A few months ago, while already in hiding, he still called himself "the Palestinian peace camp." An alumnus of Israeli prisons, Barghouti is practically the last vestige of those Palestinians who knew Israelis well and even admired some of their characteristics. "I tell myself how patient we were," he said recently. "I was ready to meet with Shas and the Likud - with everyone. To talk. To persuade. But the Israelis don't want to understand." Now, the beloved has become an enemy. "I know how I've changed," he admits.

More than anything else - and he should be believed on this he wanted an end to the occupation, not the killing of Israelis and the destruction of their state. But the path grew longer and longer, until, as far as he was concerned, it was never-ending. As in any criminal case, pay attention to the motive for the crime: Barghouti's motive was politically justified, even if his actions cannot be. The politician became the leader of a violent organization that chose terror. At first, he limited his organization to actions only inside the occupied territories, apparently escalating its efforts until he eventually sent suicide bombers to Tel Aviv. "Why should you feel safe in Tel Aviv when we don't feel secure in Ramallah?" he asked.

The image of Barghouti shackled by Israeli soldiers is also a picture that goes back terribly far in time. The former prisoner and deportee, who became a leader and a legitimate partner for dialogue, is once again in irons. Israeli tanks are in the casbahs, soldiers are in the refugee camps, the Ketziot Prison has reopened, and Barghouti is under arrest once again. The long path Israelis and Palestinians walked together seems to have vanished, as if it had never existed at all. When Barghouti is released again from prison, he'll be even more extreme. Maybe by then, there will be nobody to talk with.

"This is our gift for Independence Day," one IDF officer so arrogantly defined his arrest. No gift could be more depressing.

5. Israel’s recipe for perpetual conflict"
Naseer Aruri on why Oslo was doomed to fail
19 April 2002 Page 7

NO ISRAELI defense of its war on Palestinians would be complete without a reference to Yasser Arafat’s supposed rejection of "peace" at the Camp David summit hosted by Bill Clinton in 2000. The story is so engrained in the mythology of the conflict that the mainstream media repeat it at the drop of a hat--that an irrational Arafat walked away from a generous Israeli offer that would have given his Palestinian Authority (PA) control of 95 percent of the Occupied Territories of Gaza and the West Bank.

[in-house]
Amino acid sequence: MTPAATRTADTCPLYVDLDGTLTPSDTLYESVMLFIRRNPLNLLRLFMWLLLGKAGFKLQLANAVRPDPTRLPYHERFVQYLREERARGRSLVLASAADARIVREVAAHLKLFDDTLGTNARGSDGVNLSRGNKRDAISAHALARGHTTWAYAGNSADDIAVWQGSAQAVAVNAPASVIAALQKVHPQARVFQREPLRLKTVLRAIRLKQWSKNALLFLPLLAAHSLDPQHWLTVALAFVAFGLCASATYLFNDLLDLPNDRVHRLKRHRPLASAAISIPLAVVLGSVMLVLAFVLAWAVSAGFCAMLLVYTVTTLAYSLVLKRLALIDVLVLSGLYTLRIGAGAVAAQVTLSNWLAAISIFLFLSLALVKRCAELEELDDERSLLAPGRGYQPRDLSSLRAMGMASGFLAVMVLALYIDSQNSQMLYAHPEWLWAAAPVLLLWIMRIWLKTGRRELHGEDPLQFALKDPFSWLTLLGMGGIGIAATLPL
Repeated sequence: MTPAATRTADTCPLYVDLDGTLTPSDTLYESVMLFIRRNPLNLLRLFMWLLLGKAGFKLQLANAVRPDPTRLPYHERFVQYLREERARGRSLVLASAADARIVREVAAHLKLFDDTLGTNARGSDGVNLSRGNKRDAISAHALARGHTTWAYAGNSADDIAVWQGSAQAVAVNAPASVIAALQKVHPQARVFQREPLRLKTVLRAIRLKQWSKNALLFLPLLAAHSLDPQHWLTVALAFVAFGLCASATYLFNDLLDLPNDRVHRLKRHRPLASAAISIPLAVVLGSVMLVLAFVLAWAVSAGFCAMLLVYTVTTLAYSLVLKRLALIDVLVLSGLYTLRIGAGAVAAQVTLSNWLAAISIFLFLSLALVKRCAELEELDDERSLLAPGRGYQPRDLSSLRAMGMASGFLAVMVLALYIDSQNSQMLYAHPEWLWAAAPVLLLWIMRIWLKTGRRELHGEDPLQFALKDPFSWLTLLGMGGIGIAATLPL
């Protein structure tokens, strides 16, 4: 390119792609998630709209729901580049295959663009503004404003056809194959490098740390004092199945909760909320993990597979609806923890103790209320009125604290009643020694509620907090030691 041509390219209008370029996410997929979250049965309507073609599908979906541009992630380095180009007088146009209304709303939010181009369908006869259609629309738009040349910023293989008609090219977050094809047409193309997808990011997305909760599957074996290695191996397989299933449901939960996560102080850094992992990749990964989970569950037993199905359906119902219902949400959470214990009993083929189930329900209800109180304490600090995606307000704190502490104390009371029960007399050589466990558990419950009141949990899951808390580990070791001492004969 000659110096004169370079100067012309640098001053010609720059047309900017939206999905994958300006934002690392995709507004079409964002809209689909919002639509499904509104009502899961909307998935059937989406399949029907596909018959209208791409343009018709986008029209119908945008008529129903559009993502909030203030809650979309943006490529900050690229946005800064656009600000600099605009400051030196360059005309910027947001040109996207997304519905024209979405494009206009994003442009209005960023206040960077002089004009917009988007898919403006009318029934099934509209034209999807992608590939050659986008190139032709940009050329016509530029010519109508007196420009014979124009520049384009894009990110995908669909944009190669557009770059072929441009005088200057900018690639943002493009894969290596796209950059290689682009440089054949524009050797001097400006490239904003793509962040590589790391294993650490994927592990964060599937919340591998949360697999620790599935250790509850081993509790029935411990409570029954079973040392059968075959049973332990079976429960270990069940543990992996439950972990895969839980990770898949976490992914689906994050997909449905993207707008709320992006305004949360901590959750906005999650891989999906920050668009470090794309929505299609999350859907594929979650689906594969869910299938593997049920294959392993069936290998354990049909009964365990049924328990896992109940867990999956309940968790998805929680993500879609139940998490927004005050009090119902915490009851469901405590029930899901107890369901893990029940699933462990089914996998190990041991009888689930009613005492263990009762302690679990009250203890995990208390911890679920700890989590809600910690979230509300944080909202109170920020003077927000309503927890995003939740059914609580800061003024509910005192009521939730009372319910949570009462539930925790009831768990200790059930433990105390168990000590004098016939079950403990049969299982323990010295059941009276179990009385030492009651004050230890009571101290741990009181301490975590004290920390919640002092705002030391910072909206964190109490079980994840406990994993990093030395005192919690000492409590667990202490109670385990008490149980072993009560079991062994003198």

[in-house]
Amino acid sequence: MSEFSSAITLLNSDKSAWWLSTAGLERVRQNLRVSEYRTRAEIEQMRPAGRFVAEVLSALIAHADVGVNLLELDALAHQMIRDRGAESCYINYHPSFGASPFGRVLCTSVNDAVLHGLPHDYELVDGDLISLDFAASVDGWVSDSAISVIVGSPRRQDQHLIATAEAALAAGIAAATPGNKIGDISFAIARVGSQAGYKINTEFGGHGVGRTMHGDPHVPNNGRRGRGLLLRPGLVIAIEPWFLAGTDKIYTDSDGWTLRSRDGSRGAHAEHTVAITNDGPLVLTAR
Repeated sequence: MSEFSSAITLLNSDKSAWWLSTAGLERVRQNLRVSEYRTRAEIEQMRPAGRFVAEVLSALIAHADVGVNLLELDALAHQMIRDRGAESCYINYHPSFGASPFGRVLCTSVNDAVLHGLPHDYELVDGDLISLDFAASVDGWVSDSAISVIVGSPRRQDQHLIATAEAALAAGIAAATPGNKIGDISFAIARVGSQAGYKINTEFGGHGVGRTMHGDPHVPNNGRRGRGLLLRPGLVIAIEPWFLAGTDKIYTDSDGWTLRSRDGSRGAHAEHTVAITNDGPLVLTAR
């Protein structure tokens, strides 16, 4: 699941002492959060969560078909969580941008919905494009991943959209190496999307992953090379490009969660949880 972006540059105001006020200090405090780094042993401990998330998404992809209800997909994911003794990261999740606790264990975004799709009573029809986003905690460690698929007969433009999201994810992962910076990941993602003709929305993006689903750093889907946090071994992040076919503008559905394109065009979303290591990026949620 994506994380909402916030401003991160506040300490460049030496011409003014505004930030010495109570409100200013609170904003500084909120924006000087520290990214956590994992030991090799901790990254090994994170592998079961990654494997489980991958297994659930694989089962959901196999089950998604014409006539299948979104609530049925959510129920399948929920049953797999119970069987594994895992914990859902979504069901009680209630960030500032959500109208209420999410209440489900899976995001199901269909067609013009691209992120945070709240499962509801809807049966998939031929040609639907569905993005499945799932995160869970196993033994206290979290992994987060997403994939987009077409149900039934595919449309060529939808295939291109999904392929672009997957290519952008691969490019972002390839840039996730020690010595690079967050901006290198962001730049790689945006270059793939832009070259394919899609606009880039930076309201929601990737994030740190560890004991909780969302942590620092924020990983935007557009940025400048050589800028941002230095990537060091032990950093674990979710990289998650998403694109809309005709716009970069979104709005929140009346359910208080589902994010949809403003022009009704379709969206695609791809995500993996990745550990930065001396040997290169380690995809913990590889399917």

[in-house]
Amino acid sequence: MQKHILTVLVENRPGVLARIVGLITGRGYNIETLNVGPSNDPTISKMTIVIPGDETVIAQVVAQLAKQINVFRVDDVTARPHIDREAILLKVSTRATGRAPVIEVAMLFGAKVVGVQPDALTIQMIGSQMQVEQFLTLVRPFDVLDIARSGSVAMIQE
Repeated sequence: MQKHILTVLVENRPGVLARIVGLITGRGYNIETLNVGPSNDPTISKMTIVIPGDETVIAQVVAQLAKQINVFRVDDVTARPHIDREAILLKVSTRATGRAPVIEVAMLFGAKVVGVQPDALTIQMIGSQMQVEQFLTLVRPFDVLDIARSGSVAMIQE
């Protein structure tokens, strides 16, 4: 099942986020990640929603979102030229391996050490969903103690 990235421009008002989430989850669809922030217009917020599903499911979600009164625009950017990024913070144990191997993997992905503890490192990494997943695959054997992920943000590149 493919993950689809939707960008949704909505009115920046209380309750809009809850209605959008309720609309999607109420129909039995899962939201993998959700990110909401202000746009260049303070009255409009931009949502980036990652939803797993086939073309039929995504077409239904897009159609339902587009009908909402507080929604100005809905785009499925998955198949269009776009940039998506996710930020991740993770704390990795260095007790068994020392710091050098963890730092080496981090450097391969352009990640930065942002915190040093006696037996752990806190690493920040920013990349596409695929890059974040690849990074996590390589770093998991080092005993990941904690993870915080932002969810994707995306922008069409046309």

The facts are different. NASEER ARURI is the author of The Obstruction of Peace: The U.S., Israel and the Palestinians. He explained the reality to ANTHONY ARNOVE.

DID YASSER Arafat reject peace at Camp David?

ARAFAT WAS offered neither a credible peace nor a viable Palestinian state at Camp David II.

Israel had reneged on its obligation to make an agreed-upon withdrawal, and proceeded to Camp David with a speech by Prime Minister Barak in which three no’s were delivered: not to any return to the 1967 borders of Israel, no to any change in the status of Jerusalem, and no to the return of refugees.

The myth of the "generous offer" consisted of four enclaves, bisected by illegally built colonial settlements and bypass roads for Jews only that would have prevented the Palestinians from ever establishing a viable, independent and contiguous state in any area between the River Jordan and
the Mediterranean Sea.

Although the four cantons (northern West Bank, central West Bank, southern West Bank and Gaza) may have been called a "state," the requirements of nation-states were sorely missing. It would have been a state without sovereignty, without geographic continuity and lacking control over its borders, airspace and economic and water resources. In fact, it would have consisted of 64 clusters as islands in the midst of Israel--a "state" existing within Israel, but not alongside Israel.

Moreover, the often-touted story that Barak offered to relinquish 95 to 96 percent of the West Bank-Gaza territory was never examined by the army of U.S. journalists who never spare a chance to repeat it.

The percentage game didn’t take into account the fact that occupied and annexed East Jerusalem was expanded from six square kilometers to 70 square kilometers--to include the land of 28 Palestinian villages. Israel’s total percentage figures have conveniently excluded Jerusalem,the Dead Sea, the Jordan Valley and the settlements.

Needless to say, the West Bank and Gaza constitute 22 percent of pre-Israel Palestine, in which Jewish ownership comprised 7 percent. So the generous offer was not 95 percent of the 22 percent, but more like 70 percent of the 22 percent--which would be about 15 percent of historic
Palestine at best.